How to get the most out of telehealth

Antony Gates and Sara Abdi, Parenting Research Centre, Australia, December 2023

Related to Telehealth

Resource Summary

Telehealth can be a great way to connect with professionals without having to leave your home. The following tips will help you and your child to get the most out of your telehealth sessions, ensuring you receive the support you need to navigate life’s challenges.

Download a printable version of How to get the most out of telehealth.

Emerging Minds acknowledges that families come in many forms. For the purposes of easy reading, the term ‘parent’ encompasses the biological, adoptive, foster and kinship carers of a child, as well as individuals who have chosen to take up primary or shared responsibility in raising that child. We also appreciate that every child is unique and has different strengths and experiences that shape their health and development.

Be proactive in communicating with your professional

You can help telehealth work well for your child by letting the professional know any information you think might be helpful. Some examples include:

  • Give them feedback about how well telehealth is working for you and your child.
  • Let them know if there’s something going on in your local environment that might impact the telehealth session, such as visiting relatives or attending from a different location than usual.
  • With your child’s permission, share anything relevant that has been going on for your child.
  • Tell them about any challenges with scheduling – for example, if you notice your child has trouble concentrating straight after they’ve arrived home from school.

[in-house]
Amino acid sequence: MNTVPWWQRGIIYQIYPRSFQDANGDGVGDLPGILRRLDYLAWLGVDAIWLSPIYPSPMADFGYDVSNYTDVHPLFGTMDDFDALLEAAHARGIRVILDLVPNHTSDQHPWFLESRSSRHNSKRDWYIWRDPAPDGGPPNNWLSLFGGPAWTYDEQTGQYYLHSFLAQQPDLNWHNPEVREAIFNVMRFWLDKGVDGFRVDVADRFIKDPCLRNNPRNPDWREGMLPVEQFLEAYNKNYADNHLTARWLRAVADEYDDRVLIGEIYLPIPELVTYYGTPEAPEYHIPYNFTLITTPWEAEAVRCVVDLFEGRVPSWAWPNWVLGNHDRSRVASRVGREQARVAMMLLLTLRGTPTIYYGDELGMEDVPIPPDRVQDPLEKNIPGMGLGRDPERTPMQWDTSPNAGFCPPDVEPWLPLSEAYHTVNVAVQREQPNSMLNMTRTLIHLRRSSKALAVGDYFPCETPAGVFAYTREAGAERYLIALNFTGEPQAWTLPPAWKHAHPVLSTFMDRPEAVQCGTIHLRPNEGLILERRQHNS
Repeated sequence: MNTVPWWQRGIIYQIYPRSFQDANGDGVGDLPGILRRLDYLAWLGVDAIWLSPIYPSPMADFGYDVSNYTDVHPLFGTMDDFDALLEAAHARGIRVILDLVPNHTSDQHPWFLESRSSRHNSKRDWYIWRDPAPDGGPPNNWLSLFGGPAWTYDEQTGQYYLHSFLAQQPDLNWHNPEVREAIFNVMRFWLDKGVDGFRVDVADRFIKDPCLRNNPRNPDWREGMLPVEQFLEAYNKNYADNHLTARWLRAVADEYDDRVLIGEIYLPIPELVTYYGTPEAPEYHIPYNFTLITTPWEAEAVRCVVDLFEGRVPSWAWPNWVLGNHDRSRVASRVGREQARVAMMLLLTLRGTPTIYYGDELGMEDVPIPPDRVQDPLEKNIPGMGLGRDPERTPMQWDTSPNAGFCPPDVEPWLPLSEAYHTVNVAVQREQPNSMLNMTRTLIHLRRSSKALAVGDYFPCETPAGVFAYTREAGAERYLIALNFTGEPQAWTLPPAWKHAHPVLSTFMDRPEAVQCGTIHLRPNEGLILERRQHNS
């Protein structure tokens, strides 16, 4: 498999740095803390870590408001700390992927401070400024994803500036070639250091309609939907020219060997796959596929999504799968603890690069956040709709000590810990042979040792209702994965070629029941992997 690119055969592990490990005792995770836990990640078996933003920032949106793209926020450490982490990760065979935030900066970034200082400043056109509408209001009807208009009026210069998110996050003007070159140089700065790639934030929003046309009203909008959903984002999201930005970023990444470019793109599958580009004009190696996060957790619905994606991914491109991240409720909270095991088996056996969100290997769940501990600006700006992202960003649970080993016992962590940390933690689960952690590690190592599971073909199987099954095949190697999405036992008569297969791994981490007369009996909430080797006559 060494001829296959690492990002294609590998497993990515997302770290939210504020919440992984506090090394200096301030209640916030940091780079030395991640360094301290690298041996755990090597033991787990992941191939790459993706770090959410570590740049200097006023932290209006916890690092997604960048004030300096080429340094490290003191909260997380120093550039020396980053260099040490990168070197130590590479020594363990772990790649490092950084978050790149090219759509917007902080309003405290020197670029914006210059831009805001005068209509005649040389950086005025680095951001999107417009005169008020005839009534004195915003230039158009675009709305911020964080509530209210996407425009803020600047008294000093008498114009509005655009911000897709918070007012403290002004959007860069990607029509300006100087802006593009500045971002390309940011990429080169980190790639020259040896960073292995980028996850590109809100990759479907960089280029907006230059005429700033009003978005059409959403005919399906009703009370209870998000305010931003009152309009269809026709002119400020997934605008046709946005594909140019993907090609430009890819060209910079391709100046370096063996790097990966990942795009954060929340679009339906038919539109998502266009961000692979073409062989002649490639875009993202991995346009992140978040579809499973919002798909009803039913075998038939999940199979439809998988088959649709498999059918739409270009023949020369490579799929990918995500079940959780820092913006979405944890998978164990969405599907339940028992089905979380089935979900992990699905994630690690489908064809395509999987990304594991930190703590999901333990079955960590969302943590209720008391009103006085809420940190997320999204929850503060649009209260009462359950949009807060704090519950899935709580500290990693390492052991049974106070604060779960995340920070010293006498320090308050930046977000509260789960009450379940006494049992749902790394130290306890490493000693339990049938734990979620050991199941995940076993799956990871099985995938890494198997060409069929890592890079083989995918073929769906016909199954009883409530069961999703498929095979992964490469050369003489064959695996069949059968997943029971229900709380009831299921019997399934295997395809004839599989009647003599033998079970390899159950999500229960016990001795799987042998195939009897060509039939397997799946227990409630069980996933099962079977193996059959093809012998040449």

• Notify them of any changes to your family circumstances such as financial strain, changes in relationships, or moving schools.

Ask questions

It is also important that you and your child feel comfortable to ask lots of questions. This can be especially important if you’re not involved in the sessions. You might ask questions via a separate phone call, via email or text message, or at the start or end of a session. If you’re participating in the session yourself, you should be able to ask questions during the session. It may sometimes be difficult for your professional to notice whether what is being done in the session is making sense to you and/or your child, so they are likely to appreciate you asking questions to clarify. Remember, there are no silly questions!

In particular, make sure you understand how technology is being used. For example, if you’re being sent text messages and you’re not sure of how you’re meant to respond, you can clarify the purpose with your professional.

Reception staff can also be a great source of information. Consider asking them any questions you have outside of your telehealth sessions.

If English is your second language, or you’re just not confident about being able to understand, ask if there are language support options. The service may be able to organise for an interpreter to join your sessions. It may also be possible to turn on live captions during a telehealth session, depending on the technology being used. You could also ask to be sent written information as a follow-up to your telehealth session, which you can then process in your own time.